Headshot of Raelyn Gallant
Raelyn Gallant, Researcher, Dr. Bruce Verchere's Lab, BC Children's Hospital; Master of Science Student, Pathology and Laboratory Medicine, Faculty of Medicine, University of British Columbia (UBC)

Lindsay Pallo and Raelyn Gallant know too well how wonderful it would be to cure, prevent, or at least improve treatment for diabetes. 

Pallo was diagnosed with type 1 diabetes at age eight, Gallant at age 10.

“I remember I used to get really hungry so I ate two-and-a-half foot-long subs,” Gallant says. 

Type 1 diabetes develops when the immune system destroys insulin-producing beta cells in the pancreas, making individuals dependent on insulin injections for life. The chronic condition typically develops during childhood and affects an estimated 31,000 people in British Columbia. 

Treatment involves managing the amount of glucose, or sugar, in the blood using insulin, diet and lifestyle to prevent complications, including heart disease, nerve, kidney, foot and eye damage.  

In instances of T1D diabetes where blood glucose levels remain abnormally high, glucose from the blood cannot enter the cells so the body can’t convert food into energy — thus Gallant’s increased hunger.

Ninety per cent of Canadian adults with diabetes live with type 2 diabetes, a disease where the body does not produce enough insulin or doesn’t properly use the insulin their body makes. Type 2 diabetes is caused by risk factors that include high blood pressure, high cholesterol and a high body-mass index, some of which can be controlled, and some of which cannot.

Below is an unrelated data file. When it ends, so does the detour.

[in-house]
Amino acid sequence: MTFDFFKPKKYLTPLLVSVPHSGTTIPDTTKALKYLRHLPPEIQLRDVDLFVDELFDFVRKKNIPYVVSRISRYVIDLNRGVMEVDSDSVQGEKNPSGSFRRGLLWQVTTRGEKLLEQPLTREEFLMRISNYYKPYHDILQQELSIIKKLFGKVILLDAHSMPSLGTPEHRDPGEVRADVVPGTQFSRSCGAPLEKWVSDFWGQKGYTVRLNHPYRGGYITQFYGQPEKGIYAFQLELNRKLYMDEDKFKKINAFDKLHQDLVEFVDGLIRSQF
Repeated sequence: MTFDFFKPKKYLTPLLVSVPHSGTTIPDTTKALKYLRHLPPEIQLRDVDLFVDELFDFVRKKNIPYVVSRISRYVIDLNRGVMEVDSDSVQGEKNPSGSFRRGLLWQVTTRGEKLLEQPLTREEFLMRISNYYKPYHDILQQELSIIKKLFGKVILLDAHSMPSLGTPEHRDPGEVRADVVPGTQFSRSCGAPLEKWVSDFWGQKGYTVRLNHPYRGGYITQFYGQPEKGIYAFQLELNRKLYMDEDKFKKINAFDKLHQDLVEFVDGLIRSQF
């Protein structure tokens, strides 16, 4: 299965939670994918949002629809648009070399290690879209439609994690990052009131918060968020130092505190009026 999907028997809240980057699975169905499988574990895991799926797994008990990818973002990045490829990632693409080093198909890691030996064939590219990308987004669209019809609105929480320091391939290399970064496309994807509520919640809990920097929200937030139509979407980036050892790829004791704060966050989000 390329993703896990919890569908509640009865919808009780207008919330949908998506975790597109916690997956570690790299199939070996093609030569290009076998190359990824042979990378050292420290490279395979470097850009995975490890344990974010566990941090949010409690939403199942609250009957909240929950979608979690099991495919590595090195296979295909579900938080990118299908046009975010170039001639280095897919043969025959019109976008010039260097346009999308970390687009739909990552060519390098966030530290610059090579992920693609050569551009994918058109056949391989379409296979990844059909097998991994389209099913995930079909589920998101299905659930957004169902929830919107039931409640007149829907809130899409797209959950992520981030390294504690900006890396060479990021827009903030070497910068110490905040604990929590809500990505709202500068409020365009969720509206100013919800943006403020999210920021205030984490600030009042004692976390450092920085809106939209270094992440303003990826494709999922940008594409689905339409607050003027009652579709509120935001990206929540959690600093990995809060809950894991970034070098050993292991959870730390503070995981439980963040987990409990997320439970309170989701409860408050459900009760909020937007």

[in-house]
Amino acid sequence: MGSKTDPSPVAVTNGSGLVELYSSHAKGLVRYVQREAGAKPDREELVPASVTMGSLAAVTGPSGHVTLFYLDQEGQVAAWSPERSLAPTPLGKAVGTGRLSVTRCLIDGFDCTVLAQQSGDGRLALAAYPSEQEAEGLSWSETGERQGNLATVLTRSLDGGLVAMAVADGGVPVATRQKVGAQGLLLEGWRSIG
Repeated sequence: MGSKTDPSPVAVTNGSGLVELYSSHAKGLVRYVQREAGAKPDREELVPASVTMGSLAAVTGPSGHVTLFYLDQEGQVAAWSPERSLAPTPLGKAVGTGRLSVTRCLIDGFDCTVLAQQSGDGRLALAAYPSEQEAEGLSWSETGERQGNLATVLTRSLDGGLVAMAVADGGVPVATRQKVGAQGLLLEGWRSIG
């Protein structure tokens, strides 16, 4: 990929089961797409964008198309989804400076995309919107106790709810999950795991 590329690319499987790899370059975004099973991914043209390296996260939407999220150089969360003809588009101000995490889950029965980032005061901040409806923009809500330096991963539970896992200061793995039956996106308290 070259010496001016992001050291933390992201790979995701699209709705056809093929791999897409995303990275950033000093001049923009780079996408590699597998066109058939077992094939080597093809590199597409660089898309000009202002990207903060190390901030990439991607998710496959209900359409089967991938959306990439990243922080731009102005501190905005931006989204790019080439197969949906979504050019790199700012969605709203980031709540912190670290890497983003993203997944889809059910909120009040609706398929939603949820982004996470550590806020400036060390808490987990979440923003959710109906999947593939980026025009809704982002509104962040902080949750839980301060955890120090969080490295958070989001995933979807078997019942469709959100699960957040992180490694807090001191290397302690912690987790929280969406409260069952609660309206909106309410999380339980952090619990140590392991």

The now 24-year-old Gallant calls type 1 diabetes a mental as well as a physical disease, noting that an invitation to grab a cookie and a coffee isn’t so straightforward. Someone with type 1 diabetes has to consider their blood sugars, how ingesting something will affect their blood glucose now and later, their forthcoming activities and how much stress they’re under. 

“It would be nice to not have to think about it all the time,” says the master’s student in Pathology and Laboratory Medicine at the University of British Columbia and a researcher in the lab of leading diabetes researcher Dr. Bruce Verchere.

“Even if you’re not sitting there concentrating on it, you’re always thinking about it in the back of your mind.”

The cost of supplies for monitoring and treating diabetes and keeping up with medical appointments can also be more stressful, adds Pallo.

“I remember last year I had to go to my annual eye doctor appointment and the ophthalmologist came in and said, ‘I think you’re the youngest one here by at least 40 years.’ It made me realize this isn’t something most young 20-years-olds have to do, keeping up with all the health appointments. I’m at risk for many, many side effects and other health complications in the future, which isn’t the nicest thing to think about,” says the 25-year-old doctoral student, also a researcher in Verchere’s lab. 

Their research is personal 

Headshot of Lindsay Pallo
Lindsay Pallo, Researcher, Dr. Bruce Verchere's Lab, BC Children's Hospital; Doctoral Student, Pathology and Laboratory Medicine, Faculty of Medicine, UBC